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How recycling batteries can become more sustainable, profitable

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The world is charging down the road toward electric vehicles. Some say EVs will represent two-thirds of global vehicle sales by 2040. However, recycling the lithium-ion batteries that power EVs continues to be a sustainability headache. 

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While the recycling market is growing alongside the consumer demand for environmentally-friendly alternatives, no federal or state policy exists to require EV batteries to be recycled – an obligation that could ensure higher recycling rates and increased efficiency. Not to mention, EVs still produce typical auto waste like tires and used parts, so there’s still a long road ahead to create a completely sustainable vehicle. 

Let’s check the current pulse on the challenges associated with recycling EV batteries and what needs to happen for them to be more sustainable.

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EV potholes: The challenges associated with lithium-ion batteries

While EV sales gain momentum and more businesses announce transitional plans for electric fleets, there aren’t many viable solutions for what to do with EV batteries on the other side. 

Here are the most significant challenges that should be considered when it comes to EVs and their batteries:

  • Toxic ingredients — Lithium-ion batteries are dangerous and can cause fires among many other things. Keeping them together is especially threatening. According to an EPA report, EV batteries caused at least 65 fires at waste facilities in 2020, just in the United States.
  • Excess resources used — The batteries are made with lithium and a mix of other valuable metals (nickel, cobalt and manganese). Mining these materials can raise ethical and environmental concerns with global shortages due to high demand.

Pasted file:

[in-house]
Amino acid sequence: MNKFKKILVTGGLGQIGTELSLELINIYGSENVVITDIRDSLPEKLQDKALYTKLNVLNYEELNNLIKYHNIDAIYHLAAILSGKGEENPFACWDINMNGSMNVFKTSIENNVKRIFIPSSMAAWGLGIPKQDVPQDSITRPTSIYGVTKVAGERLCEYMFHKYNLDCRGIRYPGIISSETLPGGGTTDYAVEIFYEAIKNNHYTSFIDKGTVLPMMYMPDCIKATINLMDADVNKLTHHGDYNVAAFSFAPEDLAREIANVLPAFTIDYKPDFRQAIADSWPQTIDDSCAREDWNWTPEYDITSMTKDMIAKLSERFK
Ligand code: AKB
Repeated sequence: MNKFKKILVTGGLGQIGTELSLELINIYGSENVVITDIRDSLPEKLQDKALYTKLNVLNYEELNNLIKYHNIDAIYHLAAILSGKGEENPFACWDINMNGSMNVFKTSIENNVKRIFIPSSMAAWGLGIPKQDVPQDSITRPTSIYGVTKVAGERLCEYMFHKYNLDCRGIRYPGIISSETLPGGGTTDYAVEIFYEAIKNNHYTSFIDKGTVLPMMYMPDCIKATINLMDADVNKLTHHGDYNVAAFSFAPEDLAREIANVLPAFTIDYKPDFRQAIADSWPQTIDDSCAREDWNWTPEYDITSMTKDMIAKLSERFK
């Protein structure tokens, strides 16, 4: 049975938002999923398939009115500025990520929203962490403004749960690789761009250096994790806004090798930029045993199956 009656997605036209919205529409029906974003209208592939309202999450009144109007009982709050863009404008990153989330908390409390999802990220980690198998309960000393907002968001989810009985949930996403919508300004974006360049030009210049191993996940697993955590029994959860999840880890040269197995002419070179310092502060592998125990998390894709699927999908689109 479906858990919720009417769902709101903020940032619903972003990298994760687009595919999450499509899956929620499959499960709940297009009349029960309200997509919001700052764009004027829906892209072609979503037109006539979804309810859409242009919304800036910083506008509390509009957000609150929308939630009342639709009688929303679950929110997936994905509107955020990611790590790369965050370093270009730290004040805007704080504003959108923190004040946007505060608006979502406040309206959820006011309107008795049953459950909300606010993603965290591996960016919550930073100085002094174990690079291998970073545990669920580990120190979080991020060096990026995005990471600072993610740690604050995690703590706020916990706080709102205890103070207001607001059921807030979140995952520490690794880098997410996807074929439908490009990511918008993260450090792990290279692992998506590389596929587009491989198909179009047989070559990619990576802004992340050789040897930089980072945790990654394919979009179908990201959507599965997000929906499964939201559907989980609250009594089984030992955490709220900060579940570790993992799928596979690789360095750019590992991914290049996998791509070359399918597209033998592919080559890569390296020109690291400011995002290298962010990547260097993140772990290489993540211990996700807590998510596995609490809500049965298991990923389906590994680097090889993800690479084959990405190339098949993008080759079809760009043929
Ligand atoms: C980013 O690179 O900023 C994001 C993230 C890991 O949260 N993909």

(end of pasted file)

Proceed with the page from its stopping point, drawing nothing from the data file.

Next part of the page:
• Recycling obstacles — The current recycling process for batteries needs improvement. The cost and complexity of disassembly cause the batteries to pile up rather than be used for a new battery or other products. Their chemical features and structural design makes it difficult to create an efficient recycling system.
  • Grid overload — Enabling people to charge where they usually park has its own challenges, such as multi-tenant buildings and charging slot availability. Increased adoption adds further electricity overload, potentially requiring new investment in grid infrastructure to meet the demand. 

EV forecast: Accelerating the EV revolution with actionable solutions

An industry-wide commitment to the use of safe, more sustainable materials and standardization in the way batteries are produced would create more safety and efficiency of the process.

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Here’s how to combat the challenges and build a more sustainable future:

  • Battery design overhaul – Solutions begin by redesigning the battery pack itself to alleviate the toxicity pain points and ensure that they can be easily dismantled at the end of their life. An understanding and an ongoing conversation could help create standards that give complete visibility over materials and component construction of batteries. Approved practices would cause the entire process to be safer, more accessible and profitable for the industry.
  • Second-life solutions – Protocols for second-life battery use are another must. When the batteries reach the end of their life in an EV, what power remains should be reused in other applications. Some companies are making waves for their research and actions with second-life batteries, but another possible idea would be to create energy storage to power residential-scale solar panels. The possibilities are endless if the investment is there.
  • Comprehensive data – While EVs can reduce emissions, it’s essential to have a comprehensive view of your business’s and vehicle’s sustainability. Data on what’s coming in and going out and knowing how it measures against others within the industry is a safe bet. Data-driven solutions lead to more promising steps forward.

With eyes set on the future, regulations should be further developed to require mass recycling within the industry. Taking steps toward sustainability, no matter the size, and having a comprehensive view of operations backed by data can generate fruitful, profitable opportunities.

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Small steps are being made worldwide, but following suit with a similar ambition can bring about the right level of investment backed by legislation and commitment from the industry. 

Ray Hatch has served as president and chief executive officer of Quest Resource Management Group since February 2016.

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